La Crosse, WI5 Dog Trainers near you

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La Crosse Dog Trainers

Browse these dog trainers with great ratings from Thumbtack customers in La Crosse.

Happy Tails LLC
5.0
from 1 review
    Angela Y.
    Verified review

    My dogs were groomed along with boarding, it's a very friendly environment, my dogs are always excited to see Marisa!

    About

    I have a lot of experience working in pet boarding facilities. I am also finishing my dog training certification at the Animal Behavior College and have assisted with many training classes. My passion is dog behavior and helping people understand and work with their pets.

    • 1 hire on Thumbtack
    About

    "A Dog Spot" is a small dog boarding facility that is all about dogs. The kennel is located in the lower walk out level of our home and has been designed with a dog's comfort in mind. We start with a home-like atmosphere. We have a large recreation/family room for dogs to enjoy giving them a chance to get out of their kennel throughout the day. There is furniture for them to lounge on and big windows that look out into the yard. We painted the walls blue and yellow because dogs can see those colors. We figured if it's a place for dogs they should be able to see it too. There is a large-fenced yard that can be used for running and playing or just strolling and sniffing. We have in-floor radiant heat through out the kennel area. The floor is non-slip for guests that need a little extra traction due to age, injury, or disease.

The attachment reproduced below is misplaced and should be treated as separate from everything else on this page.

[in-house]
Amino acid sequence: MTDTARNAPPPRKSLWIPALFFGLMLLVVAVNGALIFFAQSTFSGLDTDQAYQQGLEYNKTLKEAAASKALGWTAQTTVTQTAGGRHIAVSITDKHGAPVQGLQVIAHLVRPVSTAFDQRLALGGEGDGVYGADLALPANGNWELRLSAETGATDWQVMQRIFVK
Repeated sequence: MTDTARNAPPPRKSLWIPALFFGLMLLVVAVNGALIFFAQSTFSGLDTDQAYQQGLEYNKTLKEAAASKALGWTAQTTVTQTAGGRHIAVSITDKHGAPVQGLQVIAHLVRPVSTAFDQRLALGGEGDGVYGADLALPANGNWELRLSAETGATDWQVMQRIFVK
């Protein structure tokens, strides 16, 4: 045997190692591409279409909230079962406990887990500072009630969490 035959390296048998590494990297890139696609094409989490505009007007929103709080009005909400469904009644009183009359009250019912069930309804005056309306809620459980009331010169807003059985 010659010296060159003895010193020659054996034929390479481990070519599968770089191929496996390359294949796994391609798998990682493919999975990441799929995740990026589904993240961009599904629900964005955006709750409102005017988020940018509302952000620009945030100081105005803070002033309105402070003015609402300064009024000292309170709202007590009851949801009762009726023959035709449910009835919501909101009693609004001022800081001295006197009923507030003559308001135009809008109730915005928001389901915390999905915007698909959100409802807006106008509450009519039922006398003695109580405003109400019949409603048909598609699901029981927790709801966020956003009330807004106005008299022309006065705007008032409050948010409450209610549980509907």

About

    We privately train, and work with people who need to train service dogs. We help train for appropriate public behavior!

    • 4 years in business
    About

    I am an aspiring dog trainer looking to retain a good reputation and to make it in the world of dog training. I will be a high school senior this year, so I am not certified, but I am definitely not lacking in experience. I have taught my own dog with 48 tricks, have gone to two AKC agility trials, and have compete in four-H obedience, rally, showmanship, and agility. Because I am not certified and absolutely love training dogs, I have an incredibly low training fee. I do one-hour sessions at only $6 a class. Sessions are one-on-one or if you want to take a class with a friend, I could do a small group class if all dogs are friendly towards each other. Classes are held out doors in a calm country setting. I train using all positive methods like clickers, treats, and lots of petting. Because I don't have any formal training, I will not take extreme behavioral problems, such as dog or human aggression, lunging, or biting. What I can train is your new puppy, your hyperactive three-year old, or your older dog who could just gain to know some extra manners. If this sounds like your dog, feel free to contact me. I am free most days at most times and could easily set up a time for you to come down.

    Q & A

    Answers to commonly asked questions from the experts on Thumbtack.

    How old should a puppy be for training?

    Dog training shouldn’t wait until you’re having behavior problems. If you get a new puppy, start from the beginning with professional training to give both you and your puppy the tools you need for a healthy relationship. Dog training is as much about teaching the owner how to interact with their new dog as it is about the dog learning to behave. Puppy training can start as early as eight weeks old. Trainers who offer puppy training programs may works specifically with dogs between the ages of 8 and 18 weeks old. Trainers can teach owners about potty training and how to deal with accidents, working with separation anxiety, and training your pooch out of destructive behaviors like chewing, biting and demand barking. Puppies will start to learn to walk on-leash and other basic skills.